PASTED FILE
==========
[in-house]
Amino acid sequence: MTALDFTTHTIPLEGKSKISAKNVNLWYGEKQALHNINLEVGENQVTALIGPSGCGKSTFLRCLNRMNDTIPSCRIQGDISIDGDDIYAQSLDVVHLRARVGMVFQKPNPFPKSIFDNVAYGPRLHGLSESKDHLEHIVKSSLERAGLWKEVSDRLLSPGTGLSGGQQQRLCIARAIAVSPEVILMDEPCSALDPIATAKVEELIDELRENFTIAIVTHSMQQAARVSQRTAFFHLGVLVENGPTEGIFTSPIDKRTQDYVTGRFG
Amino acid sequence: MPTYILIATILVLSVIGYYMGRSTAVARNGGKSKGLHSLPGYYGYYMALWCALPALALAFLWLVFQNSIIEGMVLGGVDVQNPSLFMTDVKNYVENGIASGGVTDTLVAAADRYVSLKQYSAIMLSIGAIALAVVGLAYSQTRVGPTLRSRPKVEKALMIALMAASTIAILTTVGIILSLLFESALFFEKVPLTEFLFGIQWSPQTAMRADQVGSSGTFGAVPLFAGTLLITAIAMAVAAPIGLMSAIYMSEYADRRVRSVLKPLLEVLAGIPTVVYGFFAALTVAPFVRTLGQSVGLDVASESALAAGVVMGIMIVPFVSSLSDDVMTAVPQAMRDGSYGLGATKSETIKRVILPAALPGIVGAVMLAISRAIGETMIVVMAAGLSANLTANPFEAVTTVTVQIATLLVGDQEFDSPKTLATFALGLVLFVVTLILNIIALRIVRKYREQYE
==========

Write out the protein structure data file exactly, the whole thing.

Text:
[in-house]
Amino acid sequence: MTALDFTTHTIPLEGKSKISAKNVNLWYGEKQALHNINLEVGENQVTALIGPSGCGKSTFLRCLNRMNDTIPSCRIQGDISIDGDDIYAQSLDVVHLRARVGMVFQKPNPFPKSIFDNVAYGPRLHGLSESKDHLEHIVKSSLERAGLWKEVSDRLLSPGTGLSGGQQQRLCIARAIAVSPEVILMDEPCSALDPIATAKVEELIDELRENFTIAIVTHSMQQAARVSQRTAFFHLGVLVENGPTEGIFTSPIDKRTQDYVTGRFG
Amino acid sequence: MPTYILIATILVLSVIGYYMGRSTAVARNGGKSKGLHSLPGYYGYYMALWCALPALALAFLWLVFQNSIIEGMVLGGVDVQNPSLFMTDVKNYVENGIASGGVTDTLVAAADRYVSLKQYSAIMLSIGAIALAVVGLAYSQTRVGPTLRSRPKVEKALMIALMAASTIAILTTVGIILSLLFESALFFEKVPLTEFLFGIQWSPQTAMRADQVGSSGTFGAVPLFAGTLLITAIAMAVAAPIGLMSAIYMSEYADRRVRSVLKPLLEVLAGIPTVVYGFFAALTVAPFVRTLGQSVGLDVASESALAAGVVMGIMIVPFVSSLSDDVMTAVPQAMRDGSYGLGATKSETIKRVILPAALPGIVGAVMLAISRAIGETMIVVMAAGLSANLTANPFEAVTTVTVQIATLLVGDQEFDSPKTLATFALGLVLFVVTLILNIIALRIVRKYREQYE